The data-callback needs to link to the function in the login.js script, and the data-scope needs to include "email," so that calls to the Google Token API will return the email. If that isn't present, the user's email address will be unreadable from the provided token. Developers can include as many different scopes as wanted in that parameter, but generally "profile" and "email" include enough information about the user to determine if he should have access.

Why use this pattern?

All of this may seem a little unusual to authenticate a few users. Most developers would simply set up an application authentication mechanism like Express.js to sit on top of a framework. But what if the developer wants a serverless app to scale indefinitely?

Lambda's back end automatically provisions hardware, and AWS users only pay for actual usage. So, if the system doesn't get any hits, the enterprise is not paying for idle servers. When use begins, AWS simply charges for the traffic that actually hits the systems, and the underlying Lambda microservices architecture will scale automatically.

This pattern also assumes the developer will split the system up into microservices. After all, each Lambda function will have a maximum of 60 seconds to process. It encourages developers to write small pieces of an application that are independent, which allows them to update each piece individually. It also lets them use the same APIs on their Web applications as they would on a mobile application, bringing all user-facing applications one step closer to running directly on the cloud.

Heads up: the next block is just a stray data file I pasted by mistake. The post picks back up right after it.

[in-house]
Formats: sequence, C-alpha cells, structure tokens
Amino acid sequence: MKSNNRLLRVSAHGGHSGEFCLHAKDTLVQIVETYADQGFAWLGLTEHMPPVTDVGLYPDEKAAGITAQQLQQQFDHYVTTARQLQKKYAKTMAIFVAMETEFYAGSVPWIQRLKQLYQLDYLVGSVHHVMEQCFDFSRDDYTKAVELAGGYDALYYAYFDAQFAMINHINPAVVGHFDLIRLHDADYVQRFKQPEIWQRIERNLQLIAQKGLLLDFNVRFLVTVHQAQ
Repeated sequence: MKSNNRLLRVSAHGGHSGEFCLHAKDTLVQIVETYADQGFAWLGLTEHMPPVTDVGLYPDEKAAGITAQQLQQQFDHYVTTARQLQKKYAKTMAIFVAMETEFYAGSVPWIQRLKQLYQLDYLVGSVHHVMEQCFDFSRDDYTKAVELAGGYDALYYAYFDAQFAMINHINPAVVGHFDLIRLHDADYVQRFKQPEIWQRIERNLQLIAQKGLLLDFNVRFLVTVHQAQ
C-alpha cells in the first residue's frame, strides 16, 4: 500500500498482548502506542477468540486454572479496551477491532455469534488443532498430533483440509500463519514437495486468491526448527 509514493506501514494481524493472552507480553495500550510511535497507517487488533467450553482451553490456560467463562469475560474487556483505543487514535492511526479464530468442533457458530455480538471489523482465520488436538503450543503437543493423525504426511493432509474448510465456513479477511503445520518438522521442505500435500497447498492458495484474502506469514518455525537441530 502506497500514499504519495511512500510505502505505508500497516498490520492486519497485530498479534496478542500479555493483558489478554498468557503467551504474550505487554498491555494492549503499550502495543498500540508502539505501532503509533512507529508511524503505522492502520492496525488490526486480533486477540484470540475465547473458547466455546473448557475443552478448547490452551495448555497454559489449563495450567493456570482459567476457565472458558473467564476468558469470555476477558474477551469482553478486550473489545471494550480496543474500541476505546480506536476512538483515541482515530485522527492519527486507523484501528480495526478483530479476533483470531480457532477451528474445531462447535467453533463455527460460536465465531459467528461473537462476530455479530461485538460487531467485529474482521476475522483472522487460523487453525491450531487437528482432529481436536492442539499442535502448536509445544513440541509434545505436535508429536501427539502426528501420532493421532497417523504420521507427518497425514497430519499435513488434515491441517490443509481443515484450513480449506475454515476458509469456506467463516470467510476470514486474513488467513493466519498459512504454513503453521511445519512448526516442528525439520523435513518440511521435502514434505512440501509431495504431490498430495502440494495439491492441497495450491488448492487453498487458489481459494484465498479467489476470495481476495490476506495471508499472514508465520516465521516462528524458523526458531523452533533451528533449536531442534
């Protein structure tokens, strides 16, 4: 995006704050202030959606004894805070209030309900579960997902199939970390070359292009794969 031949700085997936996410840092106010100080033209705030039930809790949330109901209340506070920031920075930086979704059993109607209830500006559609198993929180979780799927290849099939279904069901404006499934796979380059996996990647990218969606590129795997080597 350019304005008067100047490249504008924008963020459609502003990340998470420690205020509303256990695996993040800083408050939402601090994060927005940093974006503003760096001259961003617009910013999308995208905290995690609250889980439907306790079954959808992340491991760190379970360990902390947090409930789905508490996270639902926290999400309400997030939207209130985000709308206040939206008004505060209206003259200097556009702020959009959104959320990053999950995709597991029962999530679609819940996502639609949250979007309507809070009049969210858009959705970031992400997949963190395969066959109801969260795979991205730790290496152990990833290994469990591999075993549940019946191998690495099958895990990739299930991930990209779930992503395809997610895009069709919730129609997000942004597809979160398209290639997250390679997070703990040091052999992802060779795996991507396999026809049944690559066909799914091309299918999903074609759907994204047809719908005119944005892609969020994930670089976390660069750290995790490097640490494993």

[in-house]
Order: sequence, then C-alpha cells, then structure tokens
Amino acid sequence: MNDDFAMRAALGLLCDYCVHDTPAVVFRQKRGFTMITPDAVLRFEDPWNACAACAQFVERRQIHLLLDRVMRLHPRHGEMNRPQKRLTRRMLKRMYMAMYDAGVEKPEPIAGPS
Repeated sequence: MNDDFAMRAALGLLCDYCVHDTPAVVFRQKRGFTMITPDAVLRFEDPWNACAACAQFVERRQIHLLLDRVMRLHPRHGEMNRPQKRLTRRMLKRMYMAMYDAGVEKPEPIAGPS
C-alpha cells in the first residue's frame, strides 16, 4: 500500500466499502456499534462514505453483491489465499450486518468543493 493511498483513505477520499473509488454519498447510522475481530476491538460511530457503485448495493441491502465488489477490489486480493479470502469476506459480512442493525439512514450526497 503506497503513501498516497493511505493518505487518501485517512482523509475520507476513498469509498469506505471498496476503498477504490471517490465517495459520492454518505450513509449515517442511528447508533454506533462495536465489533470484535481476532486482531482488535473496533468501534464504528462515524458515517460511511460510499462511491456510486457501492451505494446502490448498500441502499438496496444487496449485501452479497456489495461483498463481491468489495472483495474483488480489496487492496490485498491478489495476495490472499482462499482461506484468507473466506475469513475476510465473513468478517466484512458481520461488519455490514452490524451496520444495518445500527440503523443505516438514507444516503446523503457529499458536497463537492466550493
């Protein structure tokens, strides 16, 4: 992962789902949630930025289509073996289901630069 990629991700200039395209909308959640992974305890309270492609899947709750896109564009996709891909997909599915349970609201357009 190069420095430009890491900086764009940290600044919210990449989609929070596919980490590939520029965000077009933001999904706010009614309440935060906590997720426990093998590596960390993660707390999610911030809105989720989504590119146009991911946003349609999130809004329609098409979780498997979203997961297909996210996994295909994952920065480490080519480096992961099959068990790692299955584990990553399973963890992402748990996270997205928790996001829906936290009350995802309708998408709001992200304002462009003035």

Where do we go from here?

Now that the workflow is set up to authenticate a user via Google -- and users can be authorized via the Lambda "authenticate" function -- a developer can set up as many different identity pools as necessary, with varying levels of permissions. Developers can also use this workflow style to tie in other authentication mechanisms if needed; be aware that some credentials are needed to access the Lambda function to check AWS authentication.

Configure the AWS Identity and Access Management (IAM) roles for each identity pool to define their access. I recommend allowing access to specific IAM functions for all user groups to prevent anyone from getting unauthorized access to resources. In addition, if the application is directly uploaded to Amazon Simple Storage Service (S3), a back end is no longer needed at all. S3 will serve the static application files, while Lambda executes the back-end processes.

Next Steps

AWS Lambda shears cloud development time

EC2 Container Service, AWS Lambda changing cloud provisioning

AWS Multi-Factor Authentication protects data

Dig Deeper on AWS instances strategy and setup